Common Core curriculum calls for new approach

Updated standards stress critical thinking

dyawger@mercedsunstar.comJune 4, 2013 

— In the past, students didn't have to think. They could just check a box on a test. Now they will have to show how they know what they learned and will get credit for demonstrating their thinking skills.

That's a key element of the new Common Core instructional practices all school districts must implement in the 2014-2015 school year, according to Kathy Pon, assistant superintendent for instructional services with the Merced County Office of Education.

"We see Common Core as an opportunity to elevate the skills of students," Pon said. "We will be opening up classrooms for innovative thinking and problem-solving."

The county schools office has been holding periodic training sessions with prominent speakers on Common Core and are meeting regularly with curriculum experts at local school districts, Pon said. Some of the smaller districts don't have the funds for their own staff development and rely on MCOE services.

Robin Hopper, assistant superintendent in the Livingston Union School District, said teachers' roles are changing.

"Teachers no longer are the sole keepers of knowledge to impart to their students," Hopper said. "Children today can find information on any subject within seconds via the Internet. A teacher's job now is to teach students how to find primary sources, critically analyze the vast amounts of information out there and then apply their new learning to useful, real-world problems."

Tammie Calzadillas, executive director of educational services with the Merced Union High School District, said her district has 24 early adopters of Common Core.

These teachers are leading fellow instructors in learning Common Core principles.

"A lot of districts aren't planning to do anything until the year of implementation," Calzadillas said. "We want to prepare kids to be college and career-ready.

"Our role in the district office is trying to get ahead of Common Core implementation," she said. "(Teachers) hold the keys to the kingdom. My job is to be the facilitator of the process."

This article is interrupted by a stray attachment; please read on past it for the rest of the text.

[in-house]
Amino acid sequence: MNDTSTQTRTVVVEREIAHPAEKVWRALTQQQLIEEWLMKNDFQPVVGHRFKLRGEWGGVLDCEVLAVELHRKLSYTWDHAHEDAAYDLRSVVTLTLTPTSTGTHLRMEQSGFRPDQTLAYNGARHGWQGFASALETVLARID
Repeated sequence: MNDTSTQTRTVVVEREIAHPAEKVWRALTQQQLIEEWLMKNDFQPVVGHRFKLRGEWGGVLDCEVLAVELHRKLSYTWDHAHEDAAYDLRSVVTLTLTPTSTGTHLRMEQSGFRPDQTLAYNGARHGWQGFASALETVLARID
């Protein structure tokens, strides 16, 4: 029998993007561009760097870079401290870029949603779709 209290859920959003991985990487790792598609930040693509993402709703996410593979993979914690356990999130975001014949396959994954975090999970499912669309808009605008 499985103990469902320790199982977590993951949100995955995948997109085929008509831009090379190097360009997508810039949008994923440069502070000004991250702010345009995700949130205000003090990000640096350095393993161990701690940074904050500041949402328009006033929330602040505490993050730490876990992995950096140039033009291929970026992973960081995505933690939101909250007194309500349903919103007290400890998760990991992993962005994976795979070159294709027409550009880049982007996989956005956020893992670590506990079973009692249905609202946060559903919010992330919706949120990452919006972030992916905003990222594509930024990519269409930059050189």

Pon said that with Common Core, teachers are taking a step up by encouraging higher-level thinking. Educators will be making sure Common Core prepares students of all grades for more rigorous work.

Thinking critically, having more creativity, communicating clearly and collaborating with diverse groups of people are stressed, according to Pon.

One Common Core goal is to get students to read at higher and more complex levels, being able to master college texts and technical documents, Pon said.

Argumentative writing is stressed. Students learn to take a position based on facts and evidence.

Hopper said educators know they must view 21st century education standards differently and shift instruction from a teacher-centered to student-centered approaches through inquiry, project-based learning and effective use of technology.

"The Common Core requires students to have good foundational skills but also the ability to readily apply those skills through extensive opportunities to think and write critically, problem-solve, analyze and defend their arguments for and against an issue," she said.

Hopper said schools must do a better job of empowering students to utilize their skills to be successful in a world in which their future jobs and careers haven't even been invented yet.

Reporter Doane Yawger can be reached at (209) 385-2407 or

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